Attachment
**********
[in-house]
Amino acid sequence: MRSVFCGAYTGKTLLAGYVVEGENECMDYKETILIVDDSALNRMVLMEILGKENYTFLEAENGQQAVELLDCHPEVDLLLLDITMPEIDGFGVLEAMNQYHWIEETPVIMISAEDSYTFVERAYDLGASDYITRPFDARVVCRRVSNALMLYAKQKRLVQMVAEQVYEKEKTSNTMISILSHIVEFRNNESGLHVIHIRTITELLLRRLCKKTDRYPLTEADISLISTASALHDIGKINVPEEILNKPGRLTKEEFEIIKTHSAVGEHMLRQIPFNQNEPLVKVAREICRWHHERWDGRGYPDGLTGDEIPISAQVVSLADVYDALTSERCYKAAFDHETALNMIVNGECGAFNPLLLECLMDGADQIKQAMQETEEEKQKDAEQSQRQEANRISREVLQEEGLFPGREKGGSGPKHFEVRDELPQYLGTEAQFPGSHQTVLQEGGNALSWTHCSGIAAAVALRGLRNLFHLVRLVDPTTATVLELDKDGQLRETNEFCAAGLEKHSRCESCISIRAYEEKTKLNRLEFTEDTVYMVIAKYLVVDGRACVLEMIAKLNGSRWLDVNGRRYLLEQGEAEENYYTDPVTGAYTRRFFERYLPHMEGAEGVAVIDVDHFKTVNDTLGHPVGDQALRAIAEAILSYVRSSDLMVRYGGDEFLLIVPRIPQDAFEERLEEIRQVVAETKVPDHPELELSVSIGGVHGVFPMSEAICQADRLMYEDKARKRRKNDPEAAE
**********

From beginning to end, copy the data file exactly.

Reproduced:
[in-house]
Amino acid sequence: MRSVFCGAYTGKTLLAGYVVEGENECMDYKETILIVDDSALNRMVLMEILGKENYTFLEAENGQQAVELLDCHPEVDLLLLDITMPEIDGFGVLEAMNQYHWIEETPVIMISAEDSYTFVERAYDLGASDYITRPFDARVVCRRVSNALMLYAKQKRLVQMVAEQVYEKEKTSNTMISILSHIVEFRNNESGLHVIHIRTITELLLRRLCKKTDRYPLTEADISLISTASALHDIGKINVPEEILNKPGRLTKEEFEIIKTHSAVGEHMLRQIPFNQNEPLVKVAREICRWHHERWDGRGYPDGLTGDEIPISAQVVSLADVYDALTSERCYKAAFDHETALNMIVNGECGAFNPLLLECLMDGADQIKQAMQETEEEKQKDAEQSQRQEANRISREVLQEEGLFPGREKGGSGPKHFEVRDELPQYLGTEAQFPGSHQTVLQEGGNALSWTHCSGIAAAVALRGLRNLFHLVRLVDPTTATVLELDKDGQLRETNEFCAAGLEKHSRCESCISIRAYEEKTKLNRLEFTEDTVYMVIAKYLVVDGRACVLEMIAKLNGSRWLDVNGRRYLLEQGEAEENYYTDPVTGAYTRRFFERYLPHMEGAEGVAVIDVDHFKTVNDTLGHPVGDQALRAIAEAILSYVRSSDLMVRYGGDEFLLIVPRIPQDAFEERLEEIRQVVAETKVPDHPELELSVSIGGVHGVFPMSEAICQADRLMYEDKARKRRKNDPEAAE